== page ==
Research suggests that health care outcomes and access to health care improves when providers are culturally competent and ethnically diversified. In 2005, minority registered pharmacists represented only four percent of the practicing pharmacists in the state of North Carolina and as many as 45 out of 100 counties in the state were without minority pharmacists.
Recognizing the need for cultural and ethnic diversity in the profession, Campbell University obtained a state grant to promote and stimulate interest in the field of pharmacy for minority students with the goal of increasing the number of qualified minority applicants to pharmacy school. The grant was used to create a program called the Pharmacy Readiness and Enrichment program (PREP) which relies upon strong relationships with partner institutions Central Carolina Community College, Fayetteville State University, Shaw University and the University of Carolina at Pembroke. These institutions recognize and encourage minority students to participate in Campbell's PREP program, a week-long summer camp held at Campbell designed to expose participants to pharmacy career options and prepare them for the Pharmacy College Admissions test.
A total of 35 students, ranging from college sophomores to graduates and including African Americans, Native Americans, Africans, Asian, Hispanic, Indian and Indonesian students, were accepted to the summer camp. Minimum requirements for the camp include 40 semester hours and a 3.0 grade point average on a 4.0 scale
One of the students, Jude Ude, who is originally from Nigeria, said his reasons for wanting to participate are very personal.
"I was ready for my first year of college when I found out my dad was sick back in Nigeria," Ude said. "The hospital system in Nigeria wasn't that great and he was given the wrong medications and eventually passed away. That touched me so much because people in my country cannot get the right medications."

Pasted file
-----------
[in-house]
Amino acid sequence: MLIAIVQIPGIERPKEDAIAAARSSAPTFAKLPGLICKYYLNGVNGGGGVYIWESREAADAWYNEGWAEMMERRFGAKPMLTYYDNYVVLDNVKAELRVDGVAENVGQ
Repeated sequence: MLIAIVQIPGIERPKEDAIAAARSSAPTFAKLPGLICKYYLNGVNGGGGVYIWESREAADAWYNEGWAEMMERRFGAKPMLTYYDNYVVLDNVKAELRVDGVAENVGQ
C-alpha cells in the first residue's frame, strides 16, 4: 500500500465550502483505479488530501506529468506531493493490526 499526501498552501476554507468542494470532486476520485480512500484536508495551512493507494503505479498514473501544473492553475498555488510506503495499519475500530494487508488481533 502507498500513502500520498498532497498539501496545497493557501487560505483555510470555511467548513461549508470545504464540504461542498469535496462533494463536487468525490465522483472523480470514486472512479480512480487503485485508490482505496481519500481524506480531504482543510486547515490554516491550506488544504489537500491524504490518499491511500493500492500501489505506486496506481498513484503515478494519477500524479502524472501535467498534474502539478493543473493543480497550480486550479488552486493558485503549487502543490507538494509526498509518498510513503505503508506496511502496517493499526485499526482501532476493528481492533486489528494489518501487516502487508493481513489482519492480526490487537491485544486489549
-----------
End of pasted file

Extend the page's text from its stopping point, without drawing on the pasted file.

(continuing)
Ude decided to go to school at Temple University in Philadelphia and take business management courses. He worked for Prudential Financial, but he couldn't put aside his concern for his people and a growing interest in pharmacy.
"I looked online for pharmacy schools that were located in smaller metropolitan areas and Campbell University kept hitting me in the face," he said. "I think it is what God wants for me."
Ude came to Campbell as an undergraduate and wants to get into pharmacy school. "Even if I don't get into pharmacy school I will continue working in clinical research," he said.
PREP students will learn about pharmacy career fields from current students, alumni and other professionals. Students will also participate in a biochemistry seminar presented by the faculty sponsor, Dr. Darryl Bing, of Shaw University. In addition, they will receive preparation tips for the admissions process, as well as participate in activities which will enhance their interviewing skills. They will also have the opportunity to be mentored by leaders of the school, as well as state and local leaders in the profession.
"We are committed to this program and we plan to expand our partnership with other institutions," said Dr. Mark Moore, assistant dean of Student Affairs and Admissions for the School of Pharmacy. "The health care profession needs this important service and most of all the patients need it."